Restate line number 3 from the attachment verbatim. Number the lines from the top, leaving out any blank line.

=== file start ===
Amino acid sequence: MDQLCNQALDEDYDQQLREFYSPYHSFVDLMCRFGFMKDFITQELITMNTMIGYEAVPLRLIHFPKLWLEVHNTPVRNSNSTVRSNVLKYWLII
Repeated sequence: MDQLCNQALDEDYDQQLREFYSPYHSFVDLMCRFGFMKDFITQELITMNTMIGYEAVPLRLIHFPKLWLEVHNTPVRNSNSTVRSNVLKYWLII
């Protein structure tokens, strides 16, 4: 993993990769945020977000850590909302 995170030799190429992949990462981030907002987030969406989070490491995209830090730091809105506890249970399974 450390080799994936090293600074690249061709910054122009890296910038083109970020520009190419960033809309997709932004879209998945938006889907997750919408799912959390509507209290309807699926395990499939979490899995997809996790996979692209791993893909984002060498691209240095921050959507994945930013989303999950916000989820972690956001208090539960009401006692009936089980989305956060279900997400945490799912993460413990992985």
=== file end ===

């Protein structure tokens, strides 16, 4: 993993990769945020977000850590909302 995170030799190429992949990462981030907002987030969406989070490491995209830090730091809105506890249970399974 450390080799994936090293600074690249061709910054122009890296910038083109970020520009190419960033809309997709932004879209998945938006889907997750919408799912959390509507209290309807699926395990499939979490899995997809996790996979692209791993893909984002060498691209240095921050959507994945930013989303999950916000989820972690956001208090539960009401006692009936089980989305956060279900997400945490799912993460413990992985």